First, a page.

The nation's accounting rulemaker, the Financial Accounting Standards Board, recently announced that it will revamp how companies account for pensions and "other post-retirement employee benefits" (OPEBs) -- mainly retiree health insurance. In a recent report to clients, analysts at Bear Stearns (BSC ) wrote that they expect this to be "the most controversial project the FASB has ever undertaken."
BusinessWeek Associate Editor Anne Tergesen spoke to Bear Stearns accounting analyst Janet Pegg about what investors and pensioners can expect from the proposed changes, which are scheduled to take effect in two stages -- at the end of 2006 and around 2009.
Why will pension reform be more controversial than expensing stock options?
Stock option changes have had the biggest impact on tech companies. And while many companies are reducing options awards, this has the biggest impact on senior executives. In contrast, a broader segment of employees benefits from pension and retiree health plans. Companies are already scaling back these benefits, but accounting changes could accelerate this trend.
Why the changes?
The current accounting has a lot of problems. One is that the rules allow companies to keep some of their pension and benefit liabilities off their balance sheets. As a result, many companies report healthy pension plans even though the plans are actually underfunded.
Another problem is that when calculating the amount of pension income that goes to the bottom line, companies use an assumed rate of return -- frequently 8% or more -- on plan assets. And rather than using the current value of the plan assets, companies average them over up to five years.
When the difference between a pension plan's assumed and actual returns gets large enough, a company must recognize the discrepancy -- but this occurs over years. These practices artificially dampen the volatility of the returns that flow from the pension plan to the bottom line. As a result, even though most companies lost money on their pension plans between 2000 and 2002, some were able to report pension income.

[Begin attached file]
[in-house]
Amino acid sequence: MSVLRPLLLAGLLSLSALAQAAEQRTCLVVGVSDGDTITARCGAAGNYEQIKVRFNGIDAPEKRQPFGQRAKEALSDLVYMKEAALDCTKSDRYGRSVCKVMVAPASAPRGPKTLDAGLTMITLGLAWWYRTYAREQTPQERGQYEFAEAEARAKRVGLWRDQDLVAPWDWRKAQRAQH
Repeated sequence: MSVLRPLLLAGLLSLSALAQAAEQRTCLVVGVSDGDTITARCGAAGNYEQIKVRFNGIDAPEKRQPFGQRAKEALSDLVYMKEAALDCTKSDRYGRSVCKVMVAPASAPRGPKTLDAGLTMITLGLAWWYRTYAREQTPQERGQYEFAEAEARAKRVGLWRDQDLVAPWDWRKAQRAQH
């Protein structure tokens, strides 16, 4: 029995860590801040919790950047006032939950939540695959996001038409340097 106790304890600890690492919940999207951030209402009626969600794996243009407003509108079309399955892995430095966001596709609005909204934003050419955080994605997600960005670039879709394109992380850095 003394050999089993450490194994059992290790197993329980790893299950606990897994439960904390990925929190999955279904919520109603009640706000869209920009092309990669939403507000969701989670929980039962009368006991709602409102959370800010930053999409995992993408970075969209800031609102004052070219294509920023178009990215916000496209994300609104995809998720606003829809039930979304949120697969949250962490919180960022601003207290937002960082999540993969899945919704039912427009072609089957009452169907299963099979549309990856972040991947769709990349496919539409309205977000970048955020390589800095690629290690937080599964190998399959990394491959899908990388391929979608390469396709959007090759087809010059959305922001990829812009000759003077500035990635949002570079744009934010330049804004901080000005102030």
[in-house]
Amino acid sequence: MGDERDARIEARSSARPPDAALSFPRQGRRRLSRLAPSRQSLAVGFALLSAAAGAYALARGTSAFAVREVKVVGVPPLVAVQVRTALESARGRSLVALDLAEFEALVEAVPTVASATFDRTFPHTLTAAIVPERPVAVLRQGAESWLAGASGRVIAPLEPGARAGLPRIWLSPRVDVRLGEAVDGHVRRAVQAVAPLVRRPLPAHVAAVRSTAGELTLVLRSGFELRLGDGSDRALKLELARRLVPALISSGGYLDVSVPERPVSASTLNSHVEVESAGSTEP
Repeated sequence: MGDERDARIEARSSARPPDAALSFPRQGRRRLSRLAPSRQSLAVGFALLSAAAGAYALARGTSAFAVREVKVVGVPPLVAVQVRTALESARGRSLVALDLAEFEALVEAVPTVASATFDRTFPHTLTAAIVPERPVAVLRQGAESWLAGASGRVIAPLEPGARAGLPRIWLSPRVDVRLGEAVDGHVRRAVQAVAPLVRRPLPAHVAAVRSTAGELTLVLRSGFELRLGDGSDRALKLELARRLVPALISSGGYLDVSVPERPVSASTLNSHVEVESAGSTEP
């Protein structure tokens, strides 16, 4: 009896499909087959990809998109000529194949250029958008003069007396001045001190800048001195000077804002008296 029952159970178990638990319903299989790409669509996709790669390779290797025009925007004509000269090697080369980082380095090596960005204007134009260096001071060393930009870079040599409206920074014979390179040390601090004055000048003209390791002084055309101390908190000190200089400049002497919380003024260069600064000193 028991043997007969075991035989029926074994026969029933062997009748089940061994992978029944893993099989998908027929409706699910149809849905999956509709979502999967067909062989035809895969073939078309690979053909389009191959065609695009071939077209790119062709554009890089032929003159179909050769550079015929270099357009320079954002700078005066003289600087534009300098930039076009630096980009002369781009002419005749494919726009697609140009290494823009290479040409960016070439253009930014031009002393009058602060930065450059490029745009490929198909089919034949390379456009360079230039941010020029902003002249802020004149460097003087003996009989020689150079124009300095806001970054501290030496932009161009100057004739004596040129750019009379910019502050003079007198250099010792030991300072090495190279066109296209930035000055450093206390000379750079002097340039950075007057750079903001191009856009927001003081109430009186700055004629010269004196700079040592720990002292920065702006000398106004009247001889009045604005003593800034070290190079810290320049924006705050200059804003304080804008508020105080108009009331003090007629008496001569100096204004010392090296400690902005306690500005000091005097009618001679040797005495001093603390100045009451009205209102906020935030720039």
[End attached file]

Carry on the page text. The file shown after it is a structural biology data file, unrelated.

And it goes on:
How is the FASB likely to fix these problems?
It's expected to require companies to put real [pension and health benefit] numbers on their balance sheets by the end of 2006. We estimate that this will cause S&P 500 company liabilities to increase by a couple hundred billion dollars. The second phase of the accounting project is expected to take until at least 2009. It's hard to predict what will happen, but the FASB will probably require companies to report gains and losses on their pension and retiree health plans that more closely resemble reality. Since returns on these plans affect the bottom line, this is going to make corporate earnings more volatile.
Will the new rules improve the quality of earnings?
Yes. Since the current rules sometimes produce numbers that don't come close to reflecting the economics of these plans, we're very supportive of the FASB's decision to take on this project.
How might companies respond?
Anything that causes earnings to become more volatile and balance-sheet liabilities to rise is going to be of great concern to firms. I wouldn't be surprised to see companies make further cuts to their benefit plans. I also think companies might change the way they invest the money in these plans to aim for less volatile returns. For example, they might put a greater portion of their assets in fixed-income instruments. That will mean lower returns and may reduce benefits further.
Which companies are likely to report the biggest increase in liabilities for pensions and OPEB plans?
Companies in the car, steel, telecommunications, aerospace, defense, and airlines industries will be most affected.